Zerø Wind Jamie Wong

A Map of Everywhere My Family Has Ever Been

travelmap

This is the background and tech teardown of making my Travel Map, which you should check out before reading this post. You can find the full source on github at jlfwong/travelmap.

Background

After I ended my 11 week tour of Western Europe, I felt it was my nerdy obligation to create some form of data visualization for the trip. I’d also been looking for an excuse to learn D3.js for some time. As a third stroke of luck, my mom just broke her foot (bear with me, I swear I’m not a terrible son). She was housebound and I know she absolutely hates being without things to keep her busy, so I gave her a gargantuan task. I asked her to help me collect a list of every city everyone in my immediate family had ever slept in, in order, including returning home (so Ottawa → Toronto → Ottawa).

While she was poring over old diaries and calendars, I got started reading. For getting a good overview on technical subjects now, I prefer starting with books over tutorials or blog posts because they tend to do a better job of giving me vocabulary to work with. After a brief look around, I settled upon Interactive Data Visualization for the Web, which I thoroughly enjoyed.

Data Format

I knew the data entry for this was going to be time consuming, and I’d be getting data in different formats from each of my family members, so I decided to opt for something simple. The data file is a JavaScript file which exports a mapping from the person’s name to the list of places they’ve been in order. So a (very) reduced version would look like this:

module.exports = {
  "Jamie": ["Ottawa", "Waterloo", "Toronto", "San Francisco", "Ottawa"]
  "Tammy": ["Ottawa", "Toronto", "Ottawa"],
  "Becky": ["Ottawa", "Winnipeg", "Ottawa", "Saskatoon"],
  "Emma": ["Ottawa", "Kingston", "Ottawa", "Vancouver"],
  "Susan": ["Sheffield, England", "Calgary", "Ottawa"],
  "Ging": ["Hong Kong", "Calgary", "Ottawa"]
}

The places listed are just strings containing human readable place names (usually cities).

After the data started pouring in, I realized that updating all of our lists for family trips and having massive data duplication was going to be a pain, especially for road trips with 10+ stops. I needed some way of saying “all of these people went on this trip”. I chose the first thing to come to mind: make each of these family trips an array, then just flatten each person’s list before it got processed. So to add a shared trip which I went on with my parents and one of my sisters, it would look like this:

var ROADTRIP = [
  "Kalamazoo, Michigan",
  "Chicago, Illinois",
  "Mt Rushmore, South Dakota",
  "Calgary",
  "Windermere, Canada",
  "Waterton, Alberta",
  "Ottawa"
];

module.exports = {
  "Jamie": ["Ottawa", ROADTRIP, "Waterloo", "Toronto", "San Francisco", "Ottawa"]
  "Tammy": ["Ottawa", ROADTRIP, "Toronto", "Ottawa"],
  "Becky": ["Ottawa", "Winnipeg", "Ottawa", "Saskatoon"],
  "Emma": ["Ottawa", "Kingston", "Ottawa", "Vancouver"],
  "Susan": ["Sheffield, England", "Calgary", "Ottawa", ROADTRIP],
  "Ging": ["Hong Kong", "Calgary", "Ottawa", ROADTRIP]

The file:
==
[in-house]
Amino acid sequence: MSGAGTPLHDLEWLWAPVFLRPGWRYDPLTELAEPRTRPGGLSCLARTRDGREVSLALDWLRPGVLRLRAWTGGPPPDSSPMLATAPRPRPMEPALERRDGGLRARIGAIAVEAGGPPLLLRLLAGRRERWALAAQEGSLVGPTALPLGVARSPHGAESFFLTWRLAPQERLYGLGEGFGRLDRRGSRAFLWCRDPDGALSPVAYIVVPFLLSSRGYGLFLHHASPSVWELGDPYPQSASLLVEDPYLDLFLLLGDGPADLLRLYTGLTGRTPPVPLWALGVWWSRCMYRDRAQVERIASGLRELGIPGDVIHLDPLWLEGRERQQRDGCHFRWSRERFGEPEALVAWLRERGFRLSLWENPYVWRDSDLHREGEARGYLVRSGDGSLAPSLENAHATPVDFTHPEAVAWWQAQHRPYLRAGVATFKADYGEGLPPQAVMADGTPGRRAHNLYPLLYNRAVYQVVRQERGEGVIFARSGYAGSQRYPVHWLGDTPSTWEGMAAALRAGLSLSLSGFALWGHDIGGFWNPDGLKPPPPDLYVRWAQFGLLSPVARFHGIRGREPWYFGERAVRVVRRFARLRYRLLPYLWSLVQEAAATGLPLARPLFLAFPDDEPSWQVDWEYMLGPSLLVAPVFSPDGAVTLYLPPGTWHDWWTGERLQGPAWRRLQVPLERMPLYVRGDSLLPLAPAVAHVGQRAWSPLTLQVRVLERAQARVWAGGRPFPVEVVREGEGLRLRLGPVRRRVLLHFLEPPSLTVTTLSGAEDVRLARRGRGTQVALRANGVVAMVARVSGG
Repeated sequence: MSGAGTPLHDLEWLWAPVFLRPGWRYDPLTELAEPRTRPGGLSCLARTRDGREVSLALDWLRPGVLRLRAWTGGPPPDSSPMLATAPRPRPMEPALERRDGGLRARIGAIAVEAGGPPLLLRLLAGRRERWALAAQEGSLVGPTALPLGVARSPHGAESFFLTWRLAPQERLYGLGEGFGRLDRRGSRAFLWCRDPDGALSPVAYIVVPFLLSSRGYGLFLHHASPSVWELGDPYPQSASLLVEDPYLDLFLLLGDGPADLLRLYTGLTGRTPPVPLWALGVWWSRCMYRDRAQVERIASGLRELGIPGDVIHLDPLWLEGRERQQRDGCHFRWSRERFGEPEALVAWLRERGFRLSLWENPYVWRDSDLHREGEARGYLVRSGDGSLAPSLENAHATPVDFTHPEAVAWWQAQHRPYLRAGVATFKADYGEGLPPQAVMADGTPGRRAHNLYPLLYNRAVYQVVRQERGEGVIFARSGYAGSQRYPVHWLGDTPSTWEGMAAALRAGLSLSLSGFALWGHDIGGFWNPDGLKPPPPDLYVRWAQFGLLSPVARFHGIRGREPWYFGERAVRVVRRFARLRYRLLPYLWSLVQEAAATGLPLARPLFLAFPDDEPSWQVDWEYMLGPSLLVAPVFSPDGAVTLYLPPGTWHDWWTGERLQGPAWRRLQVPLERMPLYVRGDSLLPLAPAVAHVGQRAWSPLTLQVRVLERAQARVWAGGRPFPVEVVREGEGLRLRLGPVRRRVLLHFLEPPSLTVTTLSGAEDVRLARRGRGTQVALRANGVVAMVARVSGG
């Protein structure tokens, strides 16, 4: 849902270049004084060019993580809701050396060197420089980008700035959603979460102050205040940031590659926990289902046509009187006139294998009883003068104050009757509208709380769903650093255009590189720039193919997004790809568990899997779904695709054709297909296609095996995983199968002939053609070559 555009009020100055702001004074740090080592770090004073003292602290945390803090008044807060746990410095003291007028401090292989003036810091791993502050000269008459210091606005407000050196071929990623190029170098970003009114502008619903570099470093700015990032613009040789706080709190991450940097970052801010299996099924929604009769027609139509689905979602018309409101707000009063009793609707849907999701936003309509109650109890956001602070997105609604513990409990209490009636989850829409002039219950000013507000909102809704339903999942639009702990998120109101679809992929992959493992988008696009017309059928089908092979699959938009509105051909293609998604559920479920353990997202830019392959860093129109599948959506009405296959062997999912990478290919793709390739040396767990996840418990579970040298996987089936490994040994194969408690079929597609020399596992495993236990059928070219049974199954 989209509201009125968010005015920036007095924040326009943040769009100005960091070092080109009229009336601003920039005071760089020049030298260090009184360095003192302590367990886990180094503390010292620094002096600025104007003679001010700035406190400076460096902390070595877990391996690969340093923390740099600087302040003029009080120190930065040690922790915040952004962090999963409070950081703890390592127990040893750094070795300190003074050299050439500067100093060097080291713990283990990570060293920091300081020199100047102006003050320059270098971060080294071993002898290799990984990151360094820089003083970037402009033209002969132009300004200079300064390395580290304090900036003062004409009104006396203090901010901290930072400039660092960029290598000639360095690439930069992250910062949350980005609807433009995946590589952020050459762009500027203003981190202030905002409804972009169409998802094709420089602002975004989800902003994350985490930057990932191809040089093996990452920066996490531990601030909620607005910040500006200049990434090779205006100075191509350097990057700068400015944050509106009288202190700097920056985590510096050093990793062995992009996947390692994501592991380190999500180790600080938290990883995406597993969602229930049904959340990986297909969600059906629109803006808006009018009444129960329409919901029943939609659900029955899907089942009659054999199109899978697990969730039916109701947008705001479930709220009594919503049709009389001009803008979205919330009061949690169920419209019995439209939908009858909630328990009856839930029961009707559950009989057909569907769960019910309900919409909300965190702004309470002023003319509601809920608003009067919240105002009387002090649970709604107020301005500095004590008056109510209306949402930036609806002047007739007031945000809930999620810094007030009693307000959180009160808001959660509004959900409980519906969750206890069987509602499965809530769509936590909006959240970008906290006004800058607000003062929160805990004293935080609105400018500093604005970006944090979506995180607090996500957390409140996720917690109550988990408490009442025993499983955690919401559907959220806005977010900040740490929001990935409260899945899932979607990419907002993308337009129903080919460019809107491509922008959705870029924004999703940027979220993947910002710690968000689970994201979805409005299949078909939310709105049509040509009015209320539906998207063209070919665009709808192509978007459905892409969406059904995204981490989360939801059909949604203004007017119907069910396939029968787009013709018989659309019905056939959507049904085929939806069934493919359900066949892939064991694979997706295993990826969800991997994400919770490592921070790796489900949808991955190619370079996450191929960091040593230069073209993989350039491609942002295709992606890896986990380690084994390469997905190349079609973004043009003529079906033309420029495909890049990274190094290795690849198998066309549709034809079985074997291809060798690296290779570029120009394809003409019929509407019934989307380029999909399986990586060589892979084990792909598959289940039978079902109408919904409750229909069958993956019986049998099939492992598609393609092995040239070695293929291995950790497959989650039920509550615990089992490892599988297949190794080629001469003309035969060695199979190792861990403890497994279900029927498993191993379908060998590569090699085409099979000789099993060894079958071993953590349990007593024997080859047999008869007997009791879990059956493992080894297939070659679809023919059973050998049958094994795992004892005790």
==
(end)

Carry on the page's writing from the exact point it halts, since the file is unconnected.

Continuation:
};

You can see what the full dataset looks like in app/data.js.

Geocoding

The data processing phase consists of a pretty normal pattern for data transformation: a series of map’s (the functional kind, not the geographic kind – transforming every data point in isolation), followed by a series of reduce’s (using the result of all the map calls to produce interesting data and statistics at the end).

In order to plot all these locations on a map, I need to know the corresponding longitude and latitude for each place. The process of converting human readable addresses into longitude and latitude is called “geocoding”. Google Maps and OpenStreetMap both provide a geocoding service. I opted for the OpenStreetMap version because it’s very, very simple to use, and I found it gave me good enough results. An example geocoding query looks like this:

http://nominatim.openstreetmap.org/search/?q=Paris&format=json

I was also interested in some additional information about each place, most importantly the containing country. Once I have the longitude and latitude of each place, I can request more information about what exactly exists at those coordinates by performing “reverse geocoding”. OpenStreetMap conveniently also provides this as a service. An example reverse geocoding query looks like this:

http://nominatim.openstreetmap.org/reverse?lat=48.8565056&lon=2.3521334&zoom=8&format=json

You can see the full data processing pipeline in app/aggregate.js

Promises

The data retrieval and transformation pipeline here gets pretty complicated, so I was grateful to make use of Promises. Domenic Denicola does a good job explaining the benefits of promises in his article You’re Missing the Point of Promises. He also points out the sad mutability of jQuery’s Deferred objects, but I thankfully didn’t run into any of those problems.

I’ll leave you to read that Domenic’s post to argue for the virtues of promises and focus this section on going over the 3 different ways I used promises to build the map.

Transforming Asynchronous Results

The first is to perform data transformations on the result of an asynchronous request, as is used in the geocode function. If a then callback returns a value, then the resulting promise will be immediately resolved with the result.

var geocode = function (q) {
  return $.ajax("http://nominatim.openstreetmap.org/search/", {
    data: {
      q: q,
      format: "json"
    }
  }).then(function(data) {
    if (!data || !data[0]) {
      throw new Error("Geocoding '" + q + "' failed.");
    }
    return {
      lat: parseFloat(data[0].lat, 10),
      lon: parseFloat(data[0].lon, 10)